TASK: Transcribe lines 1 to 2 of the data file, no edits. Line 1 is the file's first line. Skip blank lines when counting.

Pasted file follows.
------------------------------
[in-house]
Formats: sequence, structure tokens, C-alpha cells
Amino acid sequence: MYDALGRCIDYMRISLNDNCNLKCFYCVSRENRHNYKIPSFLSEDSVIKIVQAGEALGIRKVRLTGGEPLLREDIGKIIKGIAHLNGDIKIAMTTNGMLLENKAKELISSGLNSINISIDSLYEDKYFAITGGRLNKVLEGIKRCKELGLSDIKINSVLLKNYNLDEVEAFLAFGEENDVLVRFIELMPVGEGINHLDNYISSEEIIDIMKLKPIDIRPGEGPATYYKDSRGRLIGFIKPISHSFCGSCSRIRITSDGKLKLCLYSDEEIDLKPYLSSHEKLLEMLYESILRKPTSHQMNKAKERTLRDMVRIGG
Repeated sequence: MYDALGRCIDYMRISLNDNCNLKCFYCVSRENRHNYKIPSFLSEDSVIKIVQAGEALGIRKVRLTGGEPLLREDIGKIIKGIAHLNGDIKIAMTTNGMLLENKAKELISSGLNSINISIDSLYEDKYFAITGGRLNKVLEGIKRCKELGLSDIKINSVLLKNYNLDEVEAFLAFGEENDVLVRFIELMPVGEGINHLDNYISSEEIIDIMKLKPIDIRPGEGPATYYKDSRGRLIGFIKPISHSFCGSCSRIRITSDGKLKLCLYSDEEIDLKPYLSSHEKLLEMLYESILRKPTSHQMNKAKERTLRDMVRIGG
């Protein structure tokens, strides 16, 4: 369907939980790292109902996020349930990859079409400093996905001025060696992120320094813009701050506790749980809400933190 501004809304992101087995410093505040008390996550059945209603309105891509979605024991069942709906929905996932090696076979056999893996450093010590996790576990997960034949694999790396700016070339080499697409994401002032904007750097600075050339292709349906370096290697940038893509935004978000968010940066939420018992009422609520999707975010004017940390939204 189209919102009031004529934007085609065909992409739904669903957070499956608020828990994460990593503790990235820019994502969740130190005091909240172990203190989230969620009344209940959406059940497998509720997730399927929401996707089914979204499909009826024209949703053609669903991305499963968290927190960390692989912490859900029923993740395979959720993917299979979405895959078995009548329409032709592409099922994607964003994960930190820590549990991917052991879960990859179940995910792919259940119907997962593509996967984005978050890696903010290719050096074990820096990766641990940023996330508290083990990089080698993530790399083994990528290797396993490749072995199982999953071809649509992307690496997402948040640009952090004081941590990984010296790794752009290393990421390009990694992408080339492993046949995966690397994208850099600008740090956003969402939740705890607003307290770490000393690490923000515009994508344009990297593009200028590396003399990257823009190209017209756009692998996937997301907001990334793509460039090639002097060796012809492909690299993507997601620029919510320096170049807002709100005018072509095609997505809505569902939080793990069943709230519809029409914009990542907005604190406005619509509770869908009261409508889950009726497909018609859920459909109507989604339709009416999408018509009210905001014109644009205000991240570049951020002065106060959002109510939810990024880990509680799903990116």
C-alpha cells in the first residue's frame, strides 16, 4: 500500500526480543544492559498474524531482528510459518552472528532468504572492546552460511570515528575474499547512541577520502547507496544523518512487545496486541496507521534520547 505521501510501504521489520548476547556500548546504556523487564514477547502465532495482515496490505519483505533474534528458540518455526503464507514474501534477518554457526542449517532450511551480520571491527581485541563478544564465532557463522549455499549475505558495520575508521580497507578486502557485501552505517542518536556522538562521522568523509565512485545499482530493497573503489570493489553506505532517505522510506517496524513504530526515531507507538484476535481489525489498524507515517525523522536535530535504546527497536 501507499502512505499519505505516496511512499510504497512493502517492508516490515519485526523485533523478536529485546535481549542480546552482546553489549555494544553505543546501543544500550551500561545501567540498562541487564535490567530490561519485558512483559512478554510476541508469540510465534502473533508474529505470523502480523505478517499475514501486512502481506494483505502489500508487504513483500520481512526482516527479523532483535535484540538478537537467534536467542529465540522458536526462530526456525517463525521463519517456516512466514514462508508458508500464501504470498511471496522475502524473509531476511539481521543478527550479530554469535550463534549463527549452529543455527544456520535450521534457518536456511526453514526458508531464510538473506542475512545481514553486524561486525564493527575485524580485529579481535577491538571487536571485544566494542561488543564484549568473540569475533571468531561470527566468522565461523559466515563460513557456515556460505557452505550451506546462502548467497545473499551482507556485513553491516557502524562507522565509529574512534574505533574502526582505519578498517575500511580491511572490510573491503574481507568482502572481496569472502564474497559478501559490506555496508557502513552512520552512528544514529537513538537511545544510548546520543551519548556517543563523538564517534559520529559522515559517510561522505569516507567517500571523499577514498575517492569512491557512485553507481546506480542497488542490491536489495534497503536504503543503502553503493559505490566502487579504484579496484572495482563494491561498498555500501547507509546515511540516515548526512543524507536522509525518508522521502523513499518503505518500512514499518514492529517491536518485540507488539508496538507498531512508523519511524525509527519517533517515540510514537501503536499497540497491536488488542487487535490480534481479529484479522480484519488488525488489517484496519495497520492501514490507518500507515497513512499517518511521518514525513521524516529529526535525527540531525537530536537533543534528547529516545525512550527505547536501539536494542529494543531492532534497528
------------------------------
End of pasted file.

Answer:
[in-house]
Formats: sequence, structure tokens, C-alpha cells